One of my favorite preseason sleepers, Mazara hasn't paid dividends just yet. His power numbers are fairly good at six HR, 21 RBI, but a .233 average is leaving owners wanting more. It could be coming soon, as Mazara ranks eighth in negative differential from xBA-BA. His 39.6% hard-hit rate is down a bit from last year but his Barrel rate is up thanks to an increased launch angle. Mazara is capable of a homer binge any time, especially playing in Globe Life Park for one last season, which ranked 10th in HR Park Factor by handedness last year.

If buying into Mazara, it won't be for average anyway; he's consistently hit between the .250-.260 xBA range in his first three seasons. Mazara is also underperforming on his xSLG by 73 points and should see a turnaround soon. If you need a boost in the power department, he's one to target now.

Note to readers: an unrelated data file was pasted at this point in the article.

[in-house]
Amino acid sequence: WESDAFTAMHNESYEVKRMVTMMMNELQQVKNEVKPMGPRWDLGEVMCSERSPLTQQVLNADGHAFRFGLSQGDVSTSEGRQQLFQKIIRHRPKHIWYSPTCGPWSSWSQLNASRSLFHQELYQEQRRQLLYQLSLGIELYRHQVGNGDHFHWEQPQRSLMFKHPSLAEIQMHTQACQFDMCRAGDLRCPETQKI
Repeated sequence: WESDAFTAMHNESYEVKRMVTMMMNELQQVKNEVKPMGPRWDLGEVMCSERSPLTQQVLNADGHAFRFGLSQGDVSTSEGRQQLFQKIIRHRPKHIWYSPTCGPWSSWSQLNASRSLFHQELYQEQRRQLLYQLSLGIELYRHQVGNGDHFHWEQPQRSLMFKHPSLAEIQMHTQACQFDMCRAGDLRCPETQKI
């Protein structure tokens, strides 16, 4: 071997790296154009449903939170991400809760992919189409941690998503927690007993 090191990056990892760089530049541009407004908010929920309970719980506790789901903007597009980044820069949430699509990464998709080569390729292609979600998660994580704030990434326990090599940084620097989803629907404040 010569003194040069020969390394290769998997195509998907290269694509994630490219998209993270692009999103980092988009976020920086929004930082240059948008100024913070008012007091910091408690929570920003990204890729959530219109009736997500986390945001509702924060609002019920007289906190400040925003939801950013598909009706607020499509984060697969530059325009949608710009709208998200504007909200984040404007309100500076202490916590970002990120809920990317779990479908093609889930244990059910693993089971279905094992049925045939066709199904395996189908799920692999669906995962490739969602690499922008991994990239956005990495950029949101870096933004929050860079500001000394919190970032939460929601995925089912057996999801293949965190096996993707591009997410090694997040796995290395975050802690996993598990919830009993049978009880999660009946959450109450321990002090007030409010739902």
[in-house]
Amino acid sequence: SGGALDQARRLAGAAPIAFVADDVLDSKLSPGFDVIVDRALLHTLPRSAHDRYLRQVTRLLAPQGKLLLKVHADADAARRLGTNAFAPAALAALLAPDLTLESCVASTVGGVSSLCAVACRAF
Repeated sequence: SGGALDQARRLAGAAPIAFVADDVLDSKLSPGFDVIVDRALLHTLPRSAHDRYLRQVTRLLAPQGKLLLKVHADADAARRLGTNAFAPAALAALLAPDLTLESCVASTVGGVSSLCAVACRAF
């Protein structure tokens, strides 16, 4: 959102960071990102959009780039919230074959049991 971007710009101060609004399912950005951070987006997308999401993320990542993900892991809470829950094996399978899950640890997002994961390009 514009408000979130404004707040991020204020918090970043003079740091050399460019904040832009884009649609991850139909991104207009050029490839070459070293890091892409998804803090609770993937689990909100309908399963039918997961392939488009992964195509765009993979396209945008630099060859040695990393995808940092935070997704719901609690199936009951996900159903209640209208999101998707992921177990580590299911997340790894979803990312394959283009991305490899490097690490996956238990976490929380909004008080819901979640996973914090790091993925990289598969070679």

Franmil Reyes (OF, SD)

.253 BA-.317 xBA= -.064 difference

If the 6'5" Dominican outfielder hadn't caught your eye yet, maybe his mammoth homer on Sunday measuring 447 feet did the trick. He's up to nine HR on the season and seems to have earned a near-daily spot in the Padres lineup. We know he's got the power like Snap but what about the average?

Reyes has been in the position all season of underperforming his expected stats, with a 64 point difference in batting average, ranking 10th-highest, and a 113 point difference in slugging, ranking 13th-highest. Reyes ranks in the 95th percentile or higher in exit velocity, Barrel%, xwOBACON, xSLG, and xBA. The opportunity to snag Reyes from an unwitting opponent may no longer be present but it's worth trying because Reyes could very well be this year's Jesus Aguilar.